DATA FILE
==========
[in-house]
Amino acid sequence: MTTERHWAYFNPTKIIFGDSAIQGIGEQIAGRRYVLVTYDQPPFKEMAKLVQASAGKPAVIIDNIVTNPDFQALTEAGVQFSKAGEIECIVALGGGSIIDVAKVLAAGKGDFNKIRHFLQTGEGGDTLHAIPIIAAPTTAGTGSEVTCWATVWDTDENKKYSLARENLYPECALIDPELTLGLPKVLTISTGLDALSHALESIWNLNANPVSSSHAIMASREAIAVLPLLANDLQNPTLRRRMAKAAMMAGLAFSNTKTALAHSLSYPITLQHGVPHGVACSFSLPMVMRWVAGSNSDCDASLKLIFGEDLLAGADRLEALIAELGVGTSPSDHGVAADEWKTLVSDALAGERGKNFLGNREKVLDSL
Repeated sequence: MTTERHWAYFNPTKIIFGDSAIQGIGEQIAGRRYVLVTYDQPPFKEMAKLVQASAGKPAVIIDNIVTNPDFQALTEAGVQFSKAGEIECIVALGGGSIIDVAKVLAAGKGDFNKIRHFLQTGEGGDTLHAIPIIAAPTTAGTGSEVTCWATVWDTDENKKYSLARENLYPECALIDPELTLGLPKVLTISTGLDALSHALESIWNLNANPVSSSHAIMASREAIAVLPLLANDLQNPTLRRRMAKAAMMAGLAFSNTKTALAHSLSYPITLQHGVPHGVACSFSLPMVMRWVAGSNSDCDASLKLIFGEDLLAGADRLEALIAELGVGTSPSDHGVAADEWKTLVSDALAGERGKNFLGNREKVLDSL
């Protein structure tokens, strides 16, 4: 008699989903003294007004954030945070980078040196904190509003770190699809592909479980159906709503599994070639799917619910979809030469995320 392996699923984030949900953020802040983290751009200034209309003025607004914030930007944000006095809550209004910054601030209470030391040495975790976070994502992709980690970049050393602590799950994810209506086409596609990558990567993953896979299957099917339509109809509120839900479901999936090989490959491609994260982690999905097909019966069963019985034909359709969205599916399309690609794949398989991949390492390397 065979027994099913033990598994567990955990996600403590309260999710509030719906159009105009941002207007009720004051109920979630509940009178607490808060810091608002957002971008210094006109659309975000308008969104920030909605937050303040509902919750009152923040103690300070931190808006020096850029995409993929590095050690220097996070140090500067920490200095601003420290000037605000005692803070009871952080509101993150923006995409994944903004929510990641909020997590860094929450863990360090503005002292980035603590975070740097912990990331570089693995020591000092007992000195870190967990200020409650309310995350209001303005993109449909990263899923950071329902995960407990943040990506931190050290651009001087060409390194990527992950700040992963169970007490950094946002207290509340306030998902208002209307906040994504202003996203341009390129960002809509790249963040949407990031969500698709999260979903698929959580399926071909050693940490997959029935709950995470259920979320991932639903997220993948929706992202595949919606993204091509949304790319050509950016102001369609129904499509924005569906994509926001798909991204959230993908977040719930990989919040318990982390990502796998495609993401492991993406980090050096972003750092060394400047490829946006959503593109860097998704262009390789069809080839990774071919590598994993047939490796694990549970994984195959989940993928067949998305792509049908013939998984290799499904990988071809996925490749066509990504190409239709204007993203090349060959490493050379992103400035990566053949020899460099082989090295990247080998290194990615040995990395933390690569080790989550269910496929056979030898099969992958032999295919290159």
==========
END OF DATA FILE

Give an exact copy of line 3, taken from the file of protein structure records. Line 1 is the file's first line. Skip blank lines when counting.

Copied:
Repeated sequence: MTTERHWAYFNPTKIIFGDSAIQGIGEQIAGRRYVLVTYDQPPFKEMAKLVQASAGKPAVIIDNIVTNPDFQALTEAGVQFSKAGEIECIVALGGGSIIDVAKVLAAGKGDFNKIRHFLQTGEGGDTLHAIPIIAAPTTAGTGSEVTCWATVWDTDENKKYSLARENLYPECALIDPELTLGLPKVLTISTGLDALSHALESIWNLNANPVSSSHAIMASREAIAVLPLLANDLQNPTLRRRMAKAAMMAGLAFSNTKTALAHSLSYPITLQHGVPHGVACSFSLPMVMRWVAGSNSDCDASLKLIFGEDLLAGADRLEALIAELGVGTSPSDHGVAADEWKTLVSDALAGERGKNFLGNREKVLDSL